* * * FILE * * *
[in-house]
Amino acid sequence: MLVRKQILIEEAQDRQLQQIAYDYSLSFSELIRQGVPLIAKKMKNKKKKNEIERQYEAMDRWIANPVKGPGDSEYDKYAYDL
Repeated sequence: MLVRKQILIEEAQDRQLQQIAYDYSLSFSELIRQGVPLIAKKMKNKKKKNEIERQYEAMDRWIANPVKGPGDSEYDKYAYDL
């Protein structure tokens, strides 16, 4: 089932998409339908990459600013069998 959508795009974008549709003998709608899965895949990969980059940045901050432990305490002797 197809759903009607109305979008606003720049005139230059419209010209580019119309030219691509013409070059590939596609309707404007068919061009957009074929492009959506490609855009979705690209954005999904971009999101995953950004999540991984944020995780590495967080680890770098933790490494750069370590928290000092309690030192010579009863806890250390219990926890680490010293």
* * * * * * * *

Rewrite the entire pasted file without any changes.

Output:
[in-house]
Amino acid sequence: MLVRKQILIEEAQDRQLQQIAYDYSLSFSELIRQGVPLIAKKMKNKKKKNEIERQYEAMDRWIANPVKGPGDSEYDKYAYDL
Repeated sequence: MLVRKQILIEEAQDRQLQQIAYDYSLSFSELIRQGVPLIAKKMKNKKKKNEIERQYEAMDRWIANPVKGPGDSEYDKYAYDL
């Protein structure tokens, strides 16, 4: 089932998409339908990459600013069998 959508795009974008549709003998709608899965895949990969980059940045901050432990305490002797 197809759903009607109305979008606003720049005139230059419209010209580019119309030219691509013409070059590939596609309707404007068919061009957009074929492009959506490609855009979705690209954005999904971009999101995953950004999540991984944020995780590495967080680890770098933790490494750069370590928290000092309690030192010579009863806890250390219990926890680490010293």